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It's hard enough for school districts to budget in a normal year.

Districts are usually expected to finalize their budgets while state budget negotiations are going on. They are required to have a balanced budget passed by June 30, which means administrations start working on the financial plans around, well, now. In order to pass a final budget at a school board meeting in June, the preliminary budget is usually up for a vote in April, May at the latest. Which means discussions begin in March.

In a normal year, school districts would look at the amount of state funding they received for the previous year, and they'd look at the amount the governor proposed for the next year. The business managers would weigh the difference and usually settle on a figure somewhere in between to start working with, knowing that the Legislature hardly ever gives the governor exactly what he wants and that education funding always goes up. They settle on a tax rate based on what they think will probably happen when the state financing is worked out and hope that they're somewhere in the ballpark.

But this is anything but a normal year.

York County school districts are working with emergency funding because the Legislature and Gov. Tom Wolf have not yet settled on a budget for the current fiscal year. While the state has released emergency funding to keep the schools open during the budget impasse, districts are relying on taxpayer money to pay teachers and keep the lights and heat on.

Eventually, that money will run out, and schools will have to start making the hard decisions that the state lawmakers are apparently unwilling to make themselves.

"If I were looking into my crystal ball, I think once districts start defaulting on their payments and closing their doors, that's when the legislators will start to move," Red Lion Superintendent Scott Deisley said last week to Dispatch reporter Jessica Schladebeck. "It's a shame that it takes crippling schools to get things happening."

It's more than a shame. It's irresponsible. It goes against the state Constitution, which every one of the lawmakers has sworn an oath to uphold: "The General Assembly shall provide for the maintenance and support of a thorough and efficient system of public education to serve the needs of the Commonwealth."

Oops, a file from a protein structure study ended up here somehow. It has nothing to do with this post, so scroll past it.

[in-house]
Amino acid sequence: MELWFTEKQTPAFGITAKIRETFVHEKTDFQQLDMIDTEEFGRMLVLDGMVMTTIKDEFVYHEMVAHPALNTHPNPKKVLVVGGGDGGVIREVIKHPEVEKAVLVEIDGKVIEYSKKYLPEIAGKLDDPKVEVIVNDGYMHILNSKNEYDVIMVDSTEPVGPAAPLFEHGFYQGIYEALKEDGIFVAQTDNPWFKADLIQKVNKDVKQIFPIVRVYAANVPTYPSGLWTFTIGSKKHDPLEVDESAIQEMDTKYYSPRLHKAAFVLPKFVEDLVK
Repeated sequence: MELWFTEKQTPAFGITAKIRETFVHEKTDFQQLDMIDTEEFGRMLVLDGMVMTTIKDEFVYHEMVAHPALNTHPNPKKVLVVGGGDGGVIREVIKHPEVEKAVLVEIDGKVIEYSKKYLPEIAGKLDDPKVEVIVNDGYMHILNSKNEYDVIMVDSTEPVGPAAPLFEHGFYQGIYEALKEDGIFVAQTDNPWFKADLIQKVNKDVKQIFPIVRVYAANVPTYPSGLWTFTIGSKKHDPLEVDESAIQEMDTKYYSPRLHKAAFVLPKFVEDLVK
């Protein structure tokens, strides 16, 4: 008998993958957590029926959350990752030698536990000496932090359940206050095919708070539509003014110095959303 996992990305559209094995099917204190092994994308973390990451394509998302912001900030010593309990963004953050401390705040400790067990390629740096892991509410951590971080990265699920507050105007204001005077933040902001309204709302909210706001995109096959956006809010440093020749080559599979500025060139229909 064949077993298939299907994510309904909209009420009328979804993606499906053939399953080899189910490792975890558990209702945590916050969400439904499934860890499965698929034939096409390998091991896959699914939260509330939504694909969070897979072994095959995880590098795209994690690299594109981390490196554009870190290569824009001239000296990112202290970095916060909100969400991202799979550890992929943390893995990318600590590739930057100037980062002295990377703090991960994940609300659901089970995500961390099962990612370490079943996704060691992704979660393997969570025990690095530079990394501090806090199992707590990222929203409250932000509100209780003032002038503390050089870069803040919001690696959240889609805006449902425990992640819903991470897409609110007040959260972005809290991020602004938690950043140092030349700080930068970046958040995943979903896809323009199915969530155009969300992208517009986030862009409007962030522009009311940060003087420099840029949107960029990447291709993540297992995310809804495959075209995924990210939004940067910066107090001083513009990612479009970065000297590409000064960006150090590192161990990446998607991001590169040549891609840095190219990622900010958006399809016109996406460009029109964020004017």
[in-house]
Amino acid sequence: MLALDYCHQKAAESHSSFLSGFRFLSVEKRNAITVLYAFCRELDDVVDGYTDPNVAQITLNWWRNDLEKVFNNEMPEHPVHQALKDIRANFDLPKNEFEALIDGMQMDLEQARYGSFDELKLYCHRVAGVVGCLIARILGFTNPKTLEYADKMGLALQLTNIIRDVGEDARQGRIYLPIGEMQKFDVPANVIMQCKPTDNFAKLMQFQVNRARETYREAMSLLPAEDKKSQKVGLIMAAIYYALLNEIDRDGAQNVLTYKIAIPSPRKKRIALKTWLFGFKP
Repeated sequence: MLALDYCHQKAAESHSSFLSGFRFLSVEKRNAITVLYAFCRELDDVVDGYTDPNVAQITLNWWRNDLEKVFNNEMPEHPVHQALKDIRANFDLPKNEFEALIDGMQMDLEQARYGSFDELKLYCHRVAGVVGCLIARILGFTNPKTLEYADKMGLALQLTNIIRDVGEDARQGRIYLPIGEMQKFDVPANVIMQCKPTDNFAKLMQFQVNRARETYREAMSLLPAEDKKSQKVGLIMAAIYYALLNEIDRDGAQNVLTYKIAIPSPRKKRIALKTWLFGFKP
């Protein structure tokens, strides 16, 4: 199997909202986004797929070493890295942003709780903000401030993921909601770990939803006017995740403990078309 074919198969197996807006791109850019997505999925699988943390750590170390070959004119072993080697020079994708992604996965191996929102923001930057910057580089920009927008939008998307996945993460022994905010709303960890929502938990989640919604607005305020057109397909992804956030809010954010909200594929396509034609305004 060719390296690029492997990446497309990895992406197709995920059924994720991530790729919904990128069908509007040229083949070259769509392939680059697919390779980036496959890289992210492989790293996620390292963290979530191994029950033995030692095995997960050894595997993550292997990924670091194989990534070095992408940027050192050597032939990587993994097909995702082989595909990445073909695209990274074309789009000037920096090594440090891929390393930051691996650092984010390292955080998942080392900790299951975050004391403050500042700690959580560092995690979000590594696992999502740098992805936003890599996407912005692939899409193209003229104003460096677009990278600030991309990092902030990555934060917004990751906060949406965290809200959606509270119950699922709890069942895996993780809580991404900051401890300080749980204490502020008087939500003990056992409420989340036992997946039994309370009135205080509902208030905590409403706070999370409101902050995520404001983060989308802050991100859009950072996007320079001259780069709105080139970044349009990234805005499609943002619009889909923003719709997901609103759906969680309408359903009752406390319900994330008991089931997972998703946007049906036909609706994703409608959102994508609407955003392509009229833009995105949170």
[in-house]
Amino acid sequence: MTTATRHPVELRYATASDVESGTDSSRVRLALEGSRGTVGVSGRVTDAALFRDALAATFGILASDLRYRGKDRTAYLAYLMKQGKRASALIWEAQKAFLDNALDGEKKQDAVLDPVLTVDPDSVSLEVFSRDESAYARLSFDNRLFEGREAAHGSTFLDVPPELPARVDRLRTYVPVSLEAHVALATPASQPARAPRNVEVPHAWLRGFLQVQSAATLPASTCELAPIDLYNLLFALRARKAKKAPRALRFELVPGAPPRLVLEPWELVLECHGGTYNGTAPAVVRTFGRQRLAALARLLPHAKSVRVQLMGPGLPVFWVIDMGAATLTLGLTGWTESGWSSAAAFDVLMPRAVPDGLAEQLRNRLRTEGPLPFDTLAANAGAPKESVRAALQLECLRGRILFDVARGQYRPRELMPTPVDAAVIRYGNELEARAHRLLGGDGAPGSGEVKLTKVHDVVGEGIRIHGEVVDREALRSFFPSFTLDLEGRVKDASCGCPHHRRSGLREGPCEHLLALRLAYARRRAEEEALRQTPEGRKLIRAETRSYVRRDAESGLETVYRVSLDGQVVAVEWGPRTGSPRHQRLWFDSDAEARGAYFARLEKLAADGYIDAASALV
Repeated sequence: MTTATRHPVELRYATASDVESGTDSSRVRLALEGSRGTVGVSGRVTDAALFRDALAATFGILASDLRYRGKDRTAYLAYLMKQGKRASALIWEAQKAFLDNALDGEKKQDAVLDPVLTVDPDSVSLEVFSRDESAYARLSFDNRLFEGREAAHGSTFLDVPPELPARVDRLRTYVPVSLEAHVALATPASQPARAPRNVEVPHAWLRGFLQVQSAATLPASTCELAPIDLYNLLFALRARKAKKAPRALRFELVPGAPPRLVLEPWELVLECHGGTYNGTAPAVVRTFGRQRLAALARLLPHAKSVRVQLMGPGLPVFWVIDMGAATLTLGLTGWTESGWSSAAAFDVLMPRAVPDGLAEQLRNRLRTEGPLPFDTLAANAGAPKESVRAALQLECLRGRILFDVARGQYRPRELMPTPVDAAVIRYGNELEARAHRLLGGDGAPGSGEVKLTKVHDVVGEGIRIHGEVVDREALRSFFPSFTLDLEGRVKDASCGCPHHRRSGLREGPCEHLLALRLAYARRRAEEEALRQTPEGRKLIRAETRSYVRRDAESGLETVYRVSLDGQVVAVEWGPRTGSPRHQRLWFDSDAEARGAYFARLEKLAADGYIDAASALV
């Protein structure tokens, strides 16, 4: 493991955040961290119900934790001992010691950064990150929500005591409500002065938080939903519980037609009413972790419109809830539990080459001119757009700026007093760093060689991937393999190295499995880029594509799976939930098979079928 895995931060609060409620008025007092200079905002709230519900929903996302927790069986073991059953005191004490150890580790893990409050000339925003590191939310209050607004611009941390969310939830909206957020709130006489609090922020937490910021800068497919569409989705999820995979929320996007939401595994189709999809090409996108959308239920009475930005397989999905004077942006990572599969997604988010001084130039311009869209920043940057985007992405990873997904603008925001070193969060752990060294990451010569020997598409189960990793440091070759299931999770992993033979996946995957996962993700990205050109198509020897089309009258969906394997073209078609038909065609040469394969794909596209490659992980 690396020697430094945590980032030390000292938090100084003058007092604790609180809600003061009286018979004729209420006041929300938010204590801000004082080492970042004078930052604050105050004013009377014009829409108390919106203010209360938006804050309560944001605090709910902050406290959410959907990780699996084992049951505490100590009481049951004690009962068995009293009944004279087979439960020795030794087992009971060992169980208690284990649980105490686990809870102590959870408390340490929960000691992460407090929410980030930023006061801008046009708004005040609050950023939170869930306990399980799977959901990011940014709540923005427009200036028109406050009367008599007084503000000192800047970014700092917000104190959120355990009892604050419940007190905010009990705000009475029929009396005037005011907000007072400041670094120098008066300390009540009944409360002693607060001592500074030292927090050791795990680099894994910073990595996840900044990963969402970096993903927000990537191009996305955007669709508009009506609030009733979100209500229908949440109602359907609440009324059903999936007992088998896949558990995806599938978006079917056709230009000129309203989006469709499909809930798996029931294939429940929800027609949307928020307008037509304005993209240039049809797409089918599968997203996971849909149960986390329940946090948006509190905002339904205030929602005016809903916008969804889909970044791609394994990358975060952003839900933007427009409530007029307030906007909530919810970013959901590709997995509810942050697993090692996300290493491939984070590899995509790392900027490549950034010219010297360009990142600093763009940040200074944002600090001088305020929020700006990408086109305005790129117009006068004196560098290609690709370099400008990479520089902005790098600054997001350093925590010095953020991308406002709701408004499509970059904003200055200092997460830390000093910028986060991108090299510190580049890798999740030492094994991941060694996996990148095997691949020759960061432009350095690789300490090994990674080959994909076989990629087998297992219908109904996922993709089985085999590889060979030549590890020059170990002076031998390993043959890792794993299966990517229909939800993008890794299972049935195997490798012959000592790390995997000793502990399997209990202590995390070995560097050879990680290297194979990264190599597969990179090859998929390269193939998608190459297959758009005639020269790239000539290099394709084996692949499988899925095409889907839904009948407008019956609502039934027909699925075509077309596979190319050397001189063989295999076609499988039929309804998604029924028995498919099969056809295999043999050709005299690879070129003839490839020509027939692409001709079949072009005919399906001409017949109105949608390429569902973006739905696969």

That can't happen when schools are limping through the year while legislators continue to squabble.

On Tuesday, Wolf gave his annual budget address to the general assembly. His plan includes a 3.3 percent boost for basic education, more than 30 percent more for pre-K spending and a 4.6 percent increase in special education funds.

That budget assumes the increase in a bipartisan plan that fell apart in the House just before Christmas goes through. Altogether, state funding for education would receive a 10 percent boost over the two-year period.

But there are no guarantees about anything.

Meanwhile, school districts put off updating technology. They make do with limited supplies. Local groups help out with donations, as Temple Beth Israel does with its Good for Goode program.

And students maybe don't learn quite as much as they should. They can't take an extra step to satisfy their curiosity. They wait for a chance that doesn't happen.

This can't go on. We can't make plans for the future when we don't have a firm grip on the present, and we can't expect school districts to continue their vital work without knowing how much they will be able to spend on it next month, let alone next year.

As a Red Lion school board member said, it's time to start calling our legislators. Bug them, constantly, consistently. Tell them to get a budget for the current year passed, now. There's too much at stake to continue to put it off.

And then we'll be able to look at the students and make plans for their future.

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